waste spend hours on YouTube (in the name of research, you understand). There is such a vast range of styles and variation in quality, from professional movie standard productions down to the most basic, obviously home-made, pan-around-a-stock-picture efforts. I love them all.
I always intended on having a video for Better Buckle Up and Things Evie Eats and creating a video for a picture book is easier than creating one for a text-only book because you already have the visuals sorted. But I had a limited budget to work with, so I had to do a lot of planning to get the job I wanted at a price I could afford.
1) Teaser type trailer v complete reading?
The video for Baby Bear by Kadir Nelson is worthy of a Disney movie. It hints at the story but doesn’t tell it completely, just like a film trailer. This is some seriously nice animation but it’s way above my pay grade.
However, I decided on a complete reading of the books rather than a teaser type with excerpts. As a new author, it’s important that people get a feel for your books before they buy, that way parents can be sure what they’re getting. The full reading video can also be used to entertain children on car journeys etc.
One of the arguments against putting the whole book out is that, if people can read the book online, there is no need for them buy. However, my experience is that 1. children read a book they like multiple times and 2. picture books for children sell best in hard copy, so getting them hooked on a story might actually lead to more sales.
2) To see the person reading, or not to see the person reading?
My next dilemma in planning my picture book video was, did I want it to be a ‘story-time’ type video like Eric Carle in this reading of The Very Hungry Caterpillar?
Or did I want to just see the book, like this Usborne Alphabet Picture Book?
I tested several videos out with my grandchildren and found the ones they requested to watch most featured only the book. This surprised me, but they seemed to focus on the story more and were less distracted by the person reading it.
Rather than film myself turning the pages of the book, I decided I could use the file I created in Adobe InDesign to turn the pages digitally. I then used Camtasia, a screen capture software to record me reading the book and turning the pages at the appropriate place.
3) My voice or a voice over?
This was a real dilemma. I never like my Northern accent and paying for a voice-over artist on Fiverr wasn’t too expensive. I spent a long time listening to the various readers but, after recording the page turning, I decided I didn’t sound as bad as I thought. Twenty years of living in Wales has obviously mellowed my voice. And doesn’t Eric Carle’s accent makes the reading of The Very Hungry Caterpillar special? So, I went with me.
4) Intro and Outro?
Up until this point the trailer had cost me very little but I wanted the videos to have an Intro and Outro to give them a more professional look. I worked with PlainSightVFX, the people who did the illustrations for Better Buckle Up, and they used the idea from my website to come up with a graphic. The great thing about this is that I can use them on any video I make in the future. This will keep my branding recognizable too.
Wanna see it? Course you do.
5) Music: the food of love?
The finishing touch was the soundtrack. Music copyright is as big a minefield as photo copyright and again I wanted something to go over the Intro and Outro that was unique to me. The answer was to commission my own piece. I sent several pieces of music in a style I liked as a starting point. They also took the animations I’d had done so it fitted exactly. After all, there’s nothing worse than a soundtrack cutting off or fading out mid-phrase. I’m very excited about it all and the finished videos will be available very soon.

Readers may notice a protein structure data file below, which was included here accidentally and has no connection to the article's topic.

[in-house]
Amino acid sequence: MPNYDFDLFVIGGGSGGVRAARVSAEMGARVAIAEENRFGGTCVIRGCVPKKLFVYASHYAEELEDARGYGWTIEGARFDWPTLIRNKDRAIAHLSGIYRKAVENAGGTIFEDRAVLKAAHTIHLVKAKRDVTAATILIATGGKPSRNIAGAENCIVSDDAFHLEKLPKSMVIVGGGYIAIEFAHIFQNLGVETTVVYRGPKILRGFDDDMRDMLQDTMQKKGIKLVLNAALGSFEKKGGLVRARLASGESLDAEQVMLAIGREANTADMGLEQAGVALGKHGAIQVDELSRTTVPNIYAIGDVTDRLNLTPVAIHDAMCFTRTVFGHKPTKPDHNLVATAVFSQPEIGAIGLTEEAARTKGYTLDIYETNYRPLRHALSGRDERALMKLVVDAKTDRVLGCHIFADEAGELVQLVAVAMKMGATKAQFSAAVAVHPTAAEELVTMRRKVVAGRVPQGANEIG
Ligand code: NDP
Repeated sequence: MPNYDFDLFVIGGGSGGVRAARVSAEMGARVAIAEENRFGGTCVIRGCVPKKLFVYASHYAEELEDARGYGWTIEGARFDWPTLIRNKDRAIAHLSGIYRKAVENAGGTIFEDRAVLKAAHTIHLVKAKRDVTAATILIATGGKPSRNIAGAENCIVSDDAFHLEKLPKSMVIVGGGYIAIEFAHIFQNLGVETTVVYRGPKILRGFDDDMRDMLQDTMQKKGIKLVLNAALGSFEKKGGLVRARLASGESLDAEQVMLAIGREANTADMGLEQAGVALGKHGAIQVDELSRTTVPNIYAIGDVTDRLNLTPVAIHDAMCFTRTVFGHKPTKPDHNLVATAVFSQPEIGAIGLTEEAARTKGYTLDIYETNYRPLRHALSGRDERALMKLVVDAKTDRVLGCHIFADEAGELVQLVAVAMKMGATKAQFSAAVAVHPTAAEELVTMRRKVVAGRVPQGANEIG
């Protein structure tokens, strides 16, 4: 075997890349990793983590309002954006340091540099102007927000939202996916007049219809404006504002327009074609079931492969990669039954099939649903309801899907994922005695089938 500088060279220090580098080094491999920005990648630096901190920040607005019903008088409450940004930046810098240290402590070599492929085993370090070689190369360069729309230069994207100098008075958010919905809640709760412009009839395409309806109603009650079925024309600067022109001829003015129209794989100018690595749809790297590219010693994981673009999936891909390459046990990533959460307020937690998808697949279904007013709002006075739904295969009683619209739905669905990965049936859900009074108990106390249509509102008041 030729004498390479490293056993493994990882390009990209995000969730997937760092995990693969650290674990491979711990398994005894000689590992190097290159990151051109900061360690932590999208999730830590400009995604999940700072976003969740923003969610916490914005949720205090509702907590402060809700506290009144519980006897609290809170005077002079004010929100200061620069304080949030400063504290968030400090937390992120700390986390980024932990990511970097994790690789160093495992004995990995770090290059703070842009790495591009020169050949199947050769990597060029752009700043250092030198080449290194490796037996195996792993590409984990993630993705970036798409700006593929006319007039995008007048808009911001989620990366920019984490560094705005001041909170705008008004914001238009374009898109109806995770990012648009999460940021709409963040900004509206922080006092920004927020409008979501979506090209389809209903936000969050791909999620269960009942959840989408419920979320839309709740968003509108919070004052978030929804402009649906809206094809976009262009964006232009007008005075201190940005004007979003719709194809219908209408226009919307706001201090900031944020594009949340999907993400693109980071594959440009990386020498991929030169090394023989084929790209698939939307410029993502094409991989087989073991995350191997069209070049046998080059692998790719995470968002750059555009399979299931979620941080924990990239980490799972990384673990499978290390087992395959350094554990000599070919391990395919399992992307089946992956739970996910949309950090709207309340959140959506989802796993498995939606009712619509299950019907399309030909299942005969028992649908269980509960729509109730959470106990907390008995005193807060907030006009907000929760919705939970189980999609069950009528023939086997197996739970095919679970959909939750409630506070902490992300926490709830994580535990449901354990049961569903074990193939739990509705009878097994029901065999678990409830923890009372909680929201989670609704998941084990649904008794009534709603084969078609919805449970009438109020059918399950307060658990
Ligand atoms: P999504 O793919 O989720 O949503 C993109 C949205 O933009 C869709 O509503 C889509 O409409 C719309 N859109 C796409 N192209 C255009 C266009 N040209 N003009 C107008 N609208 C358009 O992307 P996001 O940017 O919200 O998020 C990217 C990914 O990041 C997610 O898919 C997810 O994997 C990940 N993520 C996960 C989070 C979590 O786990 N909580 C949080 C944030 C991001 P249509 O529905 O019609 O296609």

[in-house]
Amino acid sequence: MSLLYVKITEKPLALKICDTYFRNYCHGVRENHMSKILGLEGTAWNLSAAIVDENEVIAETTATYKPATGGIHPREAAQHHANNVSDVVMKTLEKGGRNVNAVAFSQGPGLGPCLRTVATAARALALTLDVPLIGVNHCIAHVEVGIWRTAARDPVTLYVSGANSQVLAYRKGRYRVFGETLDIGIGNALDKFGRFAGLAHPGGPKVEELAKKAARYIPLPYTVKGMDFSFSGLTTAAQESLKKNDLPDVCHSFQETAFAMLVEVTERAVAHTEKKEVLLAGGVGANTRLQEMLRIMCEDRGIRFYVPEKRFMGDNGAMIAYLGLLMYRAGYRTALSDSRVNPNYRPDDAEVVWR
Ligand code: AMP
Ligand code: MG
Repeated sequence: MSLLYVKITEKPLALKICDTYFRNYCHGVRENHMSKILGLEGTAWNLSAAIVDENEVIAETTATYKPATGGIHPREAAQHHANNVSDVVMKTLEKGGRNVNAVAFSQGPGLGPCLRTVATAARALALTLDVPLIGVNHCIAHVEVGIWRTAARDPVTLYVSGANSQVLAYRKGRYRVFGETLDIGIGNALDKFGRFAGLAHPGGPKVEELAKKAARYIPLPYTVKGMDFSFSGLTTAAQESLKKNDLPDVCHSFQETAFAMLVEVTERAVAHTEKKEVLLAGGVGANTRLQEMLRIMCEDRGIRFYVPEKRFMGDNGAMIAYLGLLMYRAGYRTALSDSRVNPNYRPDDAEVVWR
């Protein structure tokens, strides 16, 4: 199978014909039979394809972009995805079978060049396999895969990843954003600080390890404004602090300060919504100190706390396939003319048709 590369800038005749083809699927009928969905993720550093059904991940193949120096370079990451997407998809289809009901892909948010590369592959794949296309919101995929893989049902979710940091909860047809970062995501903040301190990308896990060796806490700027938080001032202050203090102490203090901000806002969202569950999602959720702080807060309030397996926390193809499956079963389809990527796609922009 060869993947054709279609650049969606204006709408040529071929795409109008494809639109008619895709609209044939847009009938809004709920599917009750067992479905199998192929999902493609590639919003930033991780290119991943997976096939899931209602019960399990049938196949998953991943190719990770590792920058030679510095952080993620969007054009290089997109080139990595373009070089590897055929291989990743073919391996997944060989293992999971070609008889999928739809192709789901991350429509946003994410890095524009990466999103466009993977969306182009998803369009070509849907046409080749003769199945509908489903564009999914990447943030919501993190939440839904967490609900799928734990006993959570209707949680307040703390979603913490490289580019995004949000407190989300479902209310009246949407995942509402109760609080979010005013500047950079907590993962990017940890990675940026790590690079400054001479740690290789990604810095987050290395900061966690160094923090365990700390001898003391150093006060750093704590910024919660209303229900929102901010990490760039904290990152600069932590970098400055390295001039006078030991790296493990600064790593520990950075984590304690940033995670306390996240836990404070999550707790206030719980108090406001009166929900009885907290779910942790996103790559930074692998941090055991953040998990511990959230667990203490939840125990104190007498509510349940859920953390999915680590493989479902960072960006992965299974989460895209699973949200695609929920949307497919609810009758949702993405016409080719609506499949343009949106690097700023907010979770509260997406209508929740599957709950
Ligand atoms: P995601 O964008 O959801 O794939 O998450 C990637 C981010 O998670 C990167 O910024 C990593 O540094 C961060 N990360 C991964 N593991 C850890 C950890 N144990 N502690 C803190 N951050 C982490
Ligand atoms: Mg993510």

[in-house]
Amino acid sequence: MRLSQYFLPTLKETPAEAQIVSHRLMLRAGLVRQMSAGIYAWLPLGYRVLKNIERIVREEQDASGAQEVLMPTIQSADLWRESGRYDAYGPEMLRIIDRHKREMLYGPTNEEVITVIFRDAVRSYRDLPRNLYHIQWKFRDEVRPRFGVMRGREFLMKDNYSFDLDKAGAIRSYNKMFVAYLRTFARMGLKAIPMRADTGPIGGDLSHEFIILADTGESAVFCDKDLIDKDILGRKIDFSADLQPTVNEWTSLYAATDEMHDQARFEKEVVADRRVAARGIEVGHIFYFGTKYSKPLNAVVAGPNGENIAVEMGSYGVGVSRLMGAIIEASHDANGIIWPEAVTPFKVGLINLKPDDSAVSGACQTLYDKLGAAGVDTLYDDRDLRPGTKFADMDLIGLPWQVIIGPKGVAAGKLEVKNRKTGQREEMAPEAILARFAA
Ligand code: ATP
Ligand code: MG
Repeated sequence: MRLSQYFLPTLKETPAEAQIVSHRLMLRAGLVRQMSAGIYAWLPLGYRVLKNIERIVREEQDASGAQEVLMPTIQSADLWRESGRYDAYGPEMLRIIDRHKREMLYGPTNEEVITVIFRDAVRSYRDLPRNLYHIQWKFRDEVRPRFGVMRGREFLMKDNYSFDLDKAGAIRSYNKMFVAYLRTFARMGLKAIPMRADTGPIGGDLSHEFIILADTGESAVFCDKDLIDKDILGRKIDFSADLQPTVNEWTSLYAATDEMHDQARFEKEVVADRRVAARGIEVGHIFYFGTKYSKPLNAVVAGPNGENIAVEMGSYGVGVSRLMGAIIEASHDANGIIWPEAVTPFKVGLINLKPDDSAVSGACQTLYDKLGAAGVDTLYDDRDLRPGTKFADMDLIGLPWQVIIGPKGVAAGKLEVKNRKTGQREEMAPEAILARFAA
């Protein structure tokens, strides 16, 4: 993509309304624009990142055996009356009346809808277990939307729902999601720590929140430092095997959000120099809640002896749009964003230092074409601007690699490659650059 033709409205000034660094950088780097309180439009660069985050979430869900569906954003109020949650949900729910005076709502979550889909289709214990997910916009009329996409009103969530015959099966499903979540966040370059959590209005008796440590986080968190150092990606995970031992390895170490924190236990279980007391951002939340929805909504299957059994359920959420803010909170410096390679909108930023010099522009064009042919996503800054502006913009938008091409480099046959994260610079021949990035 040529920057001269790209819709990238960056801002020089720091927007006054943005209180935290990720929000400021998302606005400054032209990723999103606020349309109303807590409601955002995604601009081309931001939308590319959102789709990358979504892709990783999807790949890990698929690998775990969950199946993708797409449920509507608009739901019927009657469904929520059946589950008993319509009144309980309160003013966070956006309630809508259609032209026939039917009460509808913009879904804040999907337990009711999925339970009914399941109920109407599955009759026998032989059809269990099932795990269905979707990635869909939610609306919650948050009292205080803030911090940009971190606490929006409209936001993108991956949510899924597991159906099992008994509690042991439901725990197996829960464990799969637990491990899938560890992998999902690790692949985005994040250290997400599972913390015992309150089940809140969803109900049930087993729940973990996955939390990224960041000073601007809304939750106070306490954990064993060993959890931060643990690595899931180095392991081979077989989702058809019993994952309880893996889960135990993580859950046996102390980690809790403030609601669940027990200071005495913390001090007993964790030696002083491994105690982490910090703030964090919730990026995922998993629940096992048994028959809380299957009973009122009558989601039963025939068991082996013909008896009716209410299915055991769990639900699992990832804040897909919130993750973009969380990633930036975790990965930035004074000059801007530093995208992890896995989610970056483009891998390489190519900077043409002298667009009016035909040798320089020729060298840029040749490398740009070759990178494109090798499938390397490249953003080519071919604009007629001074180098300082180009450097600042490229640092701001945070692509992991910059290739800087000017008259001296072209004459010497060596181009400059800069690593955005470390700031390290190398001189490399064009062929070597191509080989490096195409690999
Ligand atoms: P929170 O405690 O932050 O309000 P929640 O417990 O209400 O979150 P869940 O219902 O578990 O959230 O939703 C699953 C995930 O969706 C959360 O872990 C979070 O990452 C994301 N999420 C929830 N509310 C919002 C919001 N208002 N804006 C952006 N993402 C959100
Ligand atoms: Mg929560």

So what do you think about book videos? Love ’em or hate ’em?
Win an autographed paperback copy of “Things Evie Eats” on Goodreads
My giveaway on Goodreads for you to win an autographed copy of “Things Evie Eats” ends today, 23rd August.
Entry is free and open to people all over the world. Although you do have to be a member of Goodreads, signing up costs nothing and it’s easy too.
Find out more about “Things Evie Eats” here but this is what people are saying.
Adorable, charming, laugh out loud book for children and parents. Murboyd
Its a perfect combo of old and new styles with a delightful and funny storyline. P. Edwards
The winner will be chosen by Goodreads when the competition closes at midnight. So don’t hang about, click on the form underneath and a shiny new paperback could be winging it’s way to you very soon.
This is not strictly a bookish writing post. Sorry. Normal service will resume next week … whatever normal is … but this is something writers may still be interested in.
I recently signed up to Crowdfire. Crowdfire is an app with a host of handy features that help you monitor your Twitter account. And it’s insanely useful.
- You can turn off your Twitter email notifications so you don’t get a message when you get a new follower. Suddenly your inbox is so much clearer.
All you do is log in from time to time to check out who followed you, and decide whether you want to follow them back. And following them is as easy as clicking a button.
Awesome, right? 🙂
2. It also has a handy feature for finding accounts you might like to follow by searching similar accounts or even keywords which is great for building an online presence.
So cool 🙂
3. You can also monitor who unfollowed you and how many accounts you follow who don’t follow you back.
I never really thought about this before. In my naive little way, I assumed I’d done something to offend anyone who unfollowed me? That my tweets were not up to their high standards? They hated me tweeting about my books? And this is where I started to make some interesting discoveries.